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The Lady in Question (1940)

TCM’s Star of the Month for July is Glenn Ford and, on the surface, I’m not immediately giddy. No disrespect but Ford’s never excited me as a performer. He’s been part of some fantastic movies, but I’d never considered him one of my favorite performers. However, I do love him opposite Rita Hayworth in Gilda (1946), and while I knew he and the Love Goddess worked in four other features together, I’d yet to see them. Fortunately, TCM showed four of the five and I was able to catch their first pairing together.

The Lady in Question is one of in the little known classic film genre of “take a defendant home to the family” (see Remember the Night, released the same year). In this case, Andre Morestan (Brian Aherne) is a Frenchman incredibly happy to do his civic duty and serve on a jury. The case he’s a part of is a murder trial involving Natalie Roguin (Hayworth), a young woman accused of murdering a wealthy man who supplemented her lifestyle. Natalie is acquitted and Andre, taking pity on her lack of prospects, invites her to work in his bicycle shop. But another juror is convinced Natalie is innocent and that, coupled with Andre’s son (Ford) falling for the woman, leads to all manner of complications.

By 1940 Hayworth remained an untested entity, so it’s no surprise this isn’t her or Ford’s movie. Instead, it’s a leading man role for Brian Aherne, an actor who certainly plays a garrulous father well, complete with a set of ridiculously garish bushy eyebrows and a mustache. If the goal is to make him look like a 50-year-old take on Life With Father it’s a little much. His Andre takes the love for his country seriously, to the point that when he’s just an alternate juror he takes offense. The film is set in France so the legal system is meant to be different, but it’s hard not to presume Natalie would have been acquitted fairly early on the flimsy evidence that’s used against her.

Aherne isn’t particularly engaging or compelling. It’s a typical Dad role (again, note the eyebrows!), so it’s no surprise that the film peppers the frame with a bevy of colorful supporting characters. Ford and Hayworth come alive under the direction of Charles Vidor; it’s no surprise he’d helm them in two more features, including Gilda. Glenn Ford’s babyface is surprising to see if you’ve only watched him in hardboiled works when he was older. His performance as Pierre seems more tailormade for an actor younger than him, but Ford’s grin is infectious. Pierre is an astronomer who talks of trading in facts but falls under Natalie’s spell, and really who can blame him?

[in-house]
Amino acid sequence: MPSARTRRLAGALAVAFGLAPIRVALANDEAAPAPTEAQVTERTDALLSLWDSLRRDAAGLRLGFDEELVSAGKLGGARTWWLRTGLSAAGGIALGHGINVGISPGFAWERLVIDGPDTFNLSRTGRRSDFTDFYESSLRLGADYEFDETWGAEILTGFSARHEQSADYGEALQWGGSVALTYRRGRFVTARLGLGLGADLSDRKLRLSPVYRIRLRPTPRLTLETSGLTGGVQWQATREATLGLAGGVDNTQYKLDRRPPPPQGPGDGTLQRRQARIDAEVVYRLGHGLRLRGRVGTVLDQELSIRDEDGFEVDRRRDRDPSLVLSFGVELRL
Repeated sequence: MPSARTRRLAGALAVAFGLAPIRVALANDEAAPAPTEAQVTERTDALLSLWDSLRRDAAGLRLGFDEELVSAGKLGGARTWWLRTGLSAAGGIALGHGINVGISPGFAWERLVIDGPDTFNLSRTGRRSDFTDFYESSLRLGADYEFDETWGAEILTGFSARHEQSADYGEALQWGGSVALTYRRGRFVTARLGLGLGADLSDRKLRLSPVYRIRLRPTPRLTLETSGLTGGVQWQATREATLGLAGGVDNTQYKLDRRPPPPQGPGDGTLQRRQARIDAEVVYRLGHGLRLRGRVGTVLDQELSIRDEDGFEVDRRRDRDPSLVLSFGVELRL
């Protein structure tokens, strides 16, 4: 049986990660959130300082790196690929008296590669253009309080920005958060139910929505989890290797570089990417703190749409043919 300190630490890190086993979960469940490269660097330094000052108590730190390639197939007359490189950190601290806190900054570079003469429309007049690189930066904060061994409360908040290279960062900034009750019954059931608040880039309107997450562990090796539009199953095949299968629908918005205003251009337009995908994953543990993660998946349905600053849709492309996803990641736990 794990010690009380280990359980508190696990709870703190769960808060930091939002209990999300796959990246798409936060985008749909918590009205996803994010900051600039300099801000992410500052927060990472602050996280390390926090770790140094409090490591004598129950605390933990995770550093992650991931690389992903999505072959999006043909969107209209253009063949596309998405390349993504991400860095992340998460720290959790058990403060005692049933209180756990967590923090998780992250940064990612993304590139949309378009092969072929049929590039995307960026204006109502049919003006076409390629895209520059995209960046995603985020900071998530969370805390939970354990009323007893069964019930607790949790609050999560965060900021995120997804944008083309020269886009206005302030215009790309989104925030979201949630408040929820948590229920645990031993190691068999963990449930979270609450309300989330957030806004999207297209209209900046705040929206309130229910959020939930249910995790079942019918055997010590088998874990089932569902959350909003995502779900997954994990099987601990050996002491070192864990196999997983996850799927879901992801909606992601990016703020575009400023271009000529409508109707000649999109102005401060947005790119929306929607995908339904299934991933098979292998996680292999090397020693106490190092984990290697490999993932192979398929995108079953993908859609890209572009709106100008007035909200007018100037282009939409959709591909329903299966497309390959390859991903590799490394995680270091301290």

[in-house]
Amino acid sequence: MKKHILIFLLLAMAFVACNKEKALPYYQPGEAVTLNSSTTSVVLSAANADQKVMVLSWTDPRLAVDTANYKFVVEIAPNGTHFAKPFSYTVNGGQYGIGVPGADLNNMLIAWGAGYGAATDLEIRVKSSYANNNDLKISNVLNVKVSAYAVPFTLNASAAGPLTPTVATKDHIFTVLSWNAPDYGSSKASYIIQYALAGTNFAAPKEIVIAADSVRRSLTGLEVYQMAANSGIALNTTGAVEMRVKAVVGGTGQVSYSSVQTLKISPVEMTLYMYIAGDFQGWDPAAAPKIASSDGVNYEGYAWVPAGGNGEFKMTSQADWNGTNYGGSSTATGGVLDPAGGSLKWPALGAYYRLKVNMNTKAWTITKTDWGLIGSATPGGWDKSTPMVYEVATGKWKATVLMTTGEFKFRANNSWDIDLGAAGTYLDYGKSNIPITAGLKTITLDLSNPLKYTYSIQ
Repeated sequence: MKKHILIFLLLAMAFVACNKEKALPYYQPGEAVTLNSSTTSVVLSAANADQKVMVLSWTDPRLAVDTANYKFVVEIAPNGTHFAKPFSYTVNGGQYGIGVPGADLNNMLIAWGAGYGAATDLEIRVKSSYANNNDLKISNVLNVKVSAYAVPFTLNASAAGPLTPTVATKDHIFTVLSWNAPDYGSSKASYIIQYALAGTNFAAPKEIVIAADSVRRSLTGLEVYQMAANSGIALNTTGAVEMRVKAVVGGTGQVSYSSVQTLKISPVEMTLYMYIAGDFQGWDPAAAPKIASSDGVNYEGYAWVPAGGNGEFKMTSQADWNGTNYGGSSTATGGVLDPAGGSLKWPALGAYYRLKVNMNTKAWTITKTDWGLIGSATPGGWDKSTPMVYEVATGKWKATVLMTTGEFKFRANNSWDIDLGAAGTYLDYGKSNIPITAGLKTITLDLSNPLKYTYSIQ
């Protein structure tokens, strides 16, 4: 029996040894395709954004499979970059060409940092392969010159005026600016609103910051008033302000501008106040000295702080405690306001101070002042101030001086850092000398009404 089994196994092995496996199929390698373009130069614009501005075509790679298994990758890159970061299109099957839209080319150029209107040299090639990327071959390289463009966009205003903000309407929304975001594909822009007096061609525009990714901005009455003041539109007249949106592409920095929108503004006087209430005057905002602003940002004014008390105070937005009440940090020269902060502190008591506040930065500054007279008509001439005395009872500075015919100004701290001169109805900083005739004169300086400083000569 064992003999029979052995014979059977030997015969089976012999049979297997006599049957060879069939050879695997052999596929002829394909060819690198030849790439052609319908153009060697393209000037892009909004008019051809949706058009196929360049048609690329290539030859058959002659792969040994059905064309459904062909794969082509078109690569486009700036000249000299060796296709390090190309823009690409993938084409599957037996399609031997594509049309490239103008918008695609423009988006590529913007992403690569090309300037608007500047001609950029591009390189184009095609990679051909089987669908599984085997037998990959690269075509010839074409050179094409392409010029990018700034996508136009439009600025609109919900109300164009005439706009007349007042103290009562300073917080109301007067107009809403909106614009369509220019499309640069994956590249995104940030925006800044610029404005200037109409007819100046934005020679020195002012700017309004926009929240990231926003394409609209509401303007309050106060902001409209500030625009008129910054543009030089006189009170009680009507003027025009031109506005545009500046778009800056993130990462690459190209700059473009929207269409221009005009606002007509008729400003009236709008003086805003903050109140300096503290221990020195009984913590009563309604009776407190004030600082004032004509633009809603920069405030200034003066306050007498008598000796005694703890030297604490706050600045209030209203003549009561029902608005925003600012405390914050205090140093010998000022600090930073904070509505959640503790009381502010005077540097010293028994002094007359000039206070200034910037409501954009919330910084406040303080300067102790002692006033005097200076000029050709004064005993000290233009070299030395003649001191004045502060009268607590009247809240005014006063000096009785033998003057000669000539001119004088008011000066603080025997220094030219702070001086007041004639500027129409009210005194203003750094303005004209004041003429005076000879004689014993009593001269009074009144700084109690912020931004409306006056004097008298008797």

Rita Hayworth plays a character similar to another of her earlier ventures, Angels Over Broadway (1940). Like that film, she’s a meek young woman thrust on the wheel of misfortune. In this case, her beauty put her in the path of a bad man who ends up dead. The movie’s plotline involves a host of men questioning whether she’s innocent or guilty, and that’s after she’s been acquitted of murder! The movie becomes very silly towards the end, especially once Andre decides Natalie must be a murderer because she’s turned Pierre into a lovesick dope who would consider stealing. Seems a taste far-fetched.

And let’s not forget the subplot involving Evelyn Keyes as Pierre’s daffy dancing sister, and the local resident constantly swapping his tandem bike for a single when he’s dumped. These characters are humorous and infuse color into the story, even if they don’t feel completely coherent within the narrative. It’s like the execs felt the feature was too dour and needed these characters.

The Lady in Question peters out by the conclusion but seeing baby Ford and Hayworth in their first pairing makes it worthwhile. It’s easy to see why Aherne wasn’t ever a bigger name and he distracts with his aesthetic features more than his acting. Either way, this movie certainly proved Hayworth and Ford were a screen team for the ages.

Ronnie Rating:

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Kristen Lopez View All

A freelance film critic whose work fuels the Rotten Tomatoes meter. I've been published on The Hollywood Reporter, Remezcla, and The Daily Beast. I've been featured in the L.A. Times. I currently run two podcasts, Citizen Dame and Ticklish Business.

One thought on “The Lady in Question (1940) Leave a comment

  1. The look, the dialogue, the body language are very important in this film “The Lady in Question”. The other movie where look is important is “The good, The bad and The ugly” after seeing both you certainly will appreciate the first one as well. Look at the tap on the shoulder plus the hand gesture telling the alternate juror to proceed in the court room. Look at Lucille Murray the girlfriend of the customer in the store trying to stop Francoise flirting with her boyfriend with a simple gesture. He behaved accordingly in a flash, the stare at the church. The look of other jurors at the alternate juror behavior. The nervous Lorette with his constant flexible fingers, looks, and umbrella gesture. The way the leading actor grab his wife suitcase and bent a little to make peace with her. The dialogue on the roof with the telescope is fantastic, look at Natalie blushing at the invitation to sit next to Pierre . The way all three couple are riding their bicycles blowing their horns to catch attention is great. To appreciate this movie some people need to see it more than once. It is an entertaining movie for the holiday season. The music is excellent. Part of it make us think at the pandemic era we are facing these days.

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